GOES-13 Visible (0.63 µm) images [click to play animation]

GOES-13 Visible (0.63 µm) images [click to play animation]

With the strong winds associated with this storm, there were also scattered pilot reports of moderate turbulence across the region, including 2 reports of severe turbulence over southern Wisconsin as seen below.

GOES-13 Water Vapor (6.5 µm) image, with pilot report of severe turbulence [click to enlarge]

GOES-13 Water Vapor (6.5 µm) image, with METAR surface reports and a pilot report of severe turbulence [click to enlarge]

GOES-13 Water Vapor image, with pilot report of severe turbulence [click to enlarge]

GOES-13 Water Vapor image, with METAR surface reports and a pilot report of severe turbulence [click to enlarge]

Moderate to severe turbulence over the Midwest

March 11th, 2016 |

GOES-13 Water Vapor (6.7 µm) images with Pilot Reports of turbulence [click to play animation]

GOES-13 Water Vapor (6.7 µm) images with Pilot Reports of turbulence [click to play animation]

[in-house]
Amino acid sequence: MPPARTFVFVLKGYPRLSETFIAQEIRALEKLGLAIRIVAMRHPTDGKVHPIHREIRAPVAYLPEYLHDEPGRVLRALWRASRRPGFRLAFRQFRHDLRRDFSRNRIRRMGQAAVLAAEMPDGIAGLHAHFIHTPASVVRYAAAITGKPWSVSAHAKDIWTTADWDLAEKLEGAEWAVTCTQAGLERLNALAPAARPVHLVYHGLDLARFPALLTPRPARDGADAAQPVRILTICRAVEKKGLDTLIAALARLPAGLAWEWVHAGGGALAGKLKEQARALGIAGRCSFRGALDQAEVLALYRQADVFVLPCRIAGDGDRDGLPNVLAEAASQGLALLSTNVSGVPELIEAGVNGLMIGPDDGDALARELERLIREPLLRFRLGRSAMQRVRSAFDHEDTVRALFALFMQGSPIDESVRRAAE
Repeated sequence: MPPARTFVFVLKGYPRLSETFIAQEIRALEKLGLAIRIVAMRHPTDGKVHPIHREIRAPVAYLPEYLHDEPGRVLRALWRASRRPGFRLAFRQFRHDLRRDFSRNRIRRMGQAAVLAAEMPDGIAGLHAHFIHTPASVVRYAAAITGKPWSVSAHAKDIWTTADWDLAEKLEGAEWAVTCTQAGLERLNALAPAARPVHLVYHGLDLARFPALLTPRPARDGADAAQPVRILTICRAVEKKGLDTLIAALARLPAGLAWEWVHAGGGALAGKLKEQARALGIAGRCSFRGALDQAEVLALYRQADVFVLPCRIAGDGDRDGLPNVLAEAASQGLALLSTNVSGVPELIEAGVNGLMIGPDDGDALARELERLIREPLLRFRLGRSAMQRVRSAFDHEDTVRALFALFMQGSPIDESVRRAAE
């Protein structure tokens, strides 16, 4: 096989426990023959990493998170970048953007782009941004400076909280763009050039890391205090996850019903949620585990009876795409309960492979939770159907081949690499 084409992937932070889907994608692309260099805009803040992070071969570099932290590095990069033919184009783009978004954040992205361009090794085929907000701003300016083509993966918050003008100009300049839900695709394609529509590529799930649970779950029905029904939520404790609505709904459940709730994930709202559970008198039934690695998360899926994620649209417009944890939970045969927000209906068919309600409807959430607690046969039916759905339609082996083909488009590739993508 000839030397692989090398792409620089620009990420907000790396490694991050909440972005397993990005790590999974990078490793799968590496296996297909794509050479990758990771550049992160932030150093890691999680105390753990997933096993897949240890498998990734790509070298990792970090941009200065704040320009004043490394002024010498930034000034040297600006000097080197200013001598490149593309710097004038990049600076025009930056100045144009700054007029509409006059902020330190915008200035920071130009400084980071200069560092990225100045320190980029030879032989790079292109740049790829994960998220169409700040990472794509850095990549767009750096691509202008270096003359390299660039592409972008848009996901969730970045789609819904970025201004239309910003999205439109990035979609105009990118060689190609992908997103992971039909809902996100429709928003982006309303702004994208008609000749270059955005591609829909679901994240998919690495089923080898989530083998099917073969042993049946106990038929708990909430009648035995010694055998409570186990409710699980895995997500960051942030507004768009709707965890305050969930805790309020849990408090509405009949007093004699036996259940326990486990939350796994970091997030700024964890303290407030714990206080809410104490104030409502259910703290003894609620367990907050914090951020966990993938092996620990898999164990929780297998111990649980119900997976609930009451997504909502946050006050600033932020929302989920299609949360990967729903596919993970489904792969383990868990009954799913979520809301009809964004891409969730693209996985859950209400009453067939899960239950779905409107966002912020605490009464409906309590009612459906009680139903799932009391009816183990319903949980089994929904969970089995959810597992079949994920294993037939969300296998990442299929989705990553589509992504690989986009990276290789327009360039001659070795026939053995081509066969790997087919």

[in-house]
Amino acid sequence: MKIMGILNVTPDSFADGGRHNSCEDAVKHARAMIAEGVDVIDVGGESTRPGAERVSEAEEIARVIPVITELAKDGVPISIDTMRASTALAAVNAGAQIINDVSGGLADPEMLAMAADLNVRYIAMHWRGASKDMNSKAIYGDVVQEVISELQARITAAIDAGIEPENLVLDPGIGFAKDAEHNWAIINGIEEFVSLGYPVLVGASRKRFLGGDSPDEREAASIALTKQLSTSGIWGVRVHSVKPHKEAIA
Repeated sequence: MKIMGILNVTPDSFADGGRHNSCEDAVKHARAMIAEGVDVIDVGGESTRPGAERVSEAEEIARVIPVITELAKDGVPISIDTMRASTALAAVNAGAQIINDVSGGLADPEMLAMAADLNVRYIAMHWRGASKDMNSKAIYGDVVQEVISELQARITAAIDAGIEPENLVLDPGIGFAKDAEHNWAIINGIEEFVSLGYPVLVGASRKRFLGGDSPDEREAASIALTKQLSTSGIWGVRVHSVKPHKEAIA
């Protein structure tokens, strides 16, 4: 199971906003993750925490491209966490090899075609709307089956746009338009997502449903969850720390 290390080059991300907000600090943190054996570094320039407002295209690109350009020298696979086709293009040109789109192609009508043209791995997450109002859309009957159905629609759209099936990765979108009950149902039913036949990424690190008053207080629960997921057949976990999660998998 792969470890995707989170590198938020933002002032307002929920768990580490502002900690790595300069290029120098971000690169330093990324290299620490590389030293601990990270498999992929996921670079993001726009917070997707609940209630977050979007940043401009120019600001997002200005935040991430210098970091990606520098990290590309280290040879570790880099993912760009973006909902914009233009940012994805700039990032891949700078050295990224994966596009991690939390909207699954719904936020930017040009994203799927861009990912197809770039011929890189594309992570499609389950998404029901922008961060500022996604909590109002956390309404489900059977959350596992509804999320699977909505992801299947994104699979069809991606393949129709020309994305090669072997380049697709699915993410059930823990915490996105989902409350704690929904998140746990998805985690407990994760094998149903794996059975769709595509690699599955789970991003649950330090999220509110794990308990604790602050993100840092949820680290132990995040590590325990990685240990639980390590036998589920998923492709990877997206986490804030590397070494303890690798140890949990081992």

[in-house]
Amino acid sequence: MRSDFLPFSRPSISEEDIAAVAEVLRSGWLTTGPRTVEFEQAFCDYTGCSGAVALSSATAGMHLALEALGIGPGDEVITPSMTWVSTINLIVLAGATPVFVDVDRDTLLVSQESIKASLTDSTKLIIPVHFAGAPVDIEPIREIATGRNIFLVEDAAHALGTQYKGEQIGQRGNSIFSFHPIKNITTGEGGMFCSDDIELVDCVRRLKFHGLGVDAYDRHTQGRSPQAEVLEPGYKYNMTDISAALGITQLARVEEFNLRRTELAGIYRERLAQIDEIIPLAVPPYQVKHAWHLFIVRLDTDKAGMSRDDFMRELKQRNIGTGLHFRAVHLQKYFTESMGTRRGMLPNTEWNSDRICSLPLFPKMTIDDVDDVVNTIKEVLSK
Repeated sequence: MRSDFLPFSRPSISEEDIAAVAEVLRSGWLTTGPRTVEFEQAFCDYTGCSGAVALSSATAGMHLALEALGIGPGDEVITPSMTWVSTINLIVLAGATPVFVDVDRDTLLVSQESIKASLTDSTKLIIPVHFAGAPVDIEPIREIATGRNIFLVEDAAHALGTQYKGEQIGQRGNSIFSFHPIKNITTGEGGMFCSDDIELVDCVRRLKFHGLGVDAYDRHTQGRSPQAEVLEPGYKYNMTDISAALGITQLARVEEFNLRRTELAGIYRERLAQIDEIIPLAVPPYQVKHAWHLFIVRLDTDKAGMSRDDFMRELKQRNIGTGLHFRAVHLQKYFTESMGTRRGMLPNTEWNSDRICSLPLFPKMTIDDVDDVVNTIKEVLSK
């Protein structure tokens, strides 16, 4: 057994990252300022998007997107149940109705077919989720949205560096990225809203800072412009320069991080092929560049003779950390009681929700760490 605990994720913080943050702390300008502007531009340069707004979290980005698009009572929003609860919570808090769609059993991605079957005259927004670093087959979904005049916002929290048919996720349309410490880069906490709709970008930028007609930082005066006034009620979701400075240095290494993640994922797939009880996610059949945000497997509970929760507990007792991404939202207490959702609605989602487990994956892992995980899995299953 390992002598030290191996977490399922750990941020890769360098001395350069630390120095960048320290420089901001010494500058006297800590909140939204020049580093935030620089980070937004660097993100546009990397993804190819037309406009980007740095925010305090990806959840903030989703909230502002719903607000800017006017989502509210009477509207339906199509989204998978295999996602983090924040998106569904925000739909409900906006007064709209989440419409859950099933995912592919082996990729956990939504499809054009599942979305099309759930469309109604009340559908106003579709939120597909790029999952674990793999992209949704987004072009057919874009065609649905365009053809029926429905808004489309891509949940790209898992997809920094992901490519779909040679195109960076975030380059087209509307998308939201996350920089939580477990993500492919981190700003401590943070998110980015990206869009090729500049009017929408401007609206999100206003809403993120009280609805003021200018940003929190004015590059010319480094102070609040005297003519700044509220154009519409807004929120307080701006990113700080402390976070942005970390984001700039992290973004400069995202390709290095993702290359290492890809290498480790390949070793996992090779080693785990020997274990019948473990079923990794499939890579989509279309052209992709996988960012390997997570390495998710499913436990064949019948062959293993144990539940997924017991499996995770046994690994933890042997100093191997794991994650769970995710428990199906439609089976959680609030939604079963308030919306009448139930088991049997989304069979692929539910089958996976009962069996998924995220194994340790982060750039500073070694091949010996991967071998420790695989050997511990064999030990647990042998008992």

There were numerous pilot reports of Moderate to Severe turbulence (symbols) over much of the Midwest on 11 March 2016, as shown plotted on 4-km resolution GOES-13 (GOES-East) Water Vapor (6.5 µm) images (above). A packet of transverse banding cloud features developed over eastern Kansas after about 1515 UTC, and moved northeastward over northwestern Missouri/southeastern Nebraska/Iowa/northern Illinois/southern Wisconsin during the day.

The transverse banding cloud filaments showed up with a bit more clarity on a 1-km resolution Aqua MODIS Water Vapor (6.7 µm) image at 1919 UTC (below).

Aqua MODIS Water Vapor (6.7 µm) image [click to enlarge]

Aqua MODIS Water Vapor (6.7 µm) image [click to enlarge]

A MODIS Cirrus (1.4 µm) image at 1738 UTC (below) was also a very effective tool for helping to visualize the transverse banding cloud filaments. A Turbulence SIGMET had been issued at 1433 UTC for much of the region, due to wind shear associated with jet steam aloft. Many of the pilot reports were noted to be Clear Air Turbulence (CAT), with one describing the severe turbulence encounter as “one jolt“. It can be seen from the GFS model isotachs of Maximum Wind that the reports of turbulence occurred within the entrance region of a curved jet stream segment, which are areas that favor the development of strong vertical and horizontal wind shear responsible for turbulence.

 Terra MODIS "Cirrus" (1.38 µm) image with Turbulence SIGMET, Pilot Reports of turbulence, and GFS Max Wind isotachs [click to enlarge]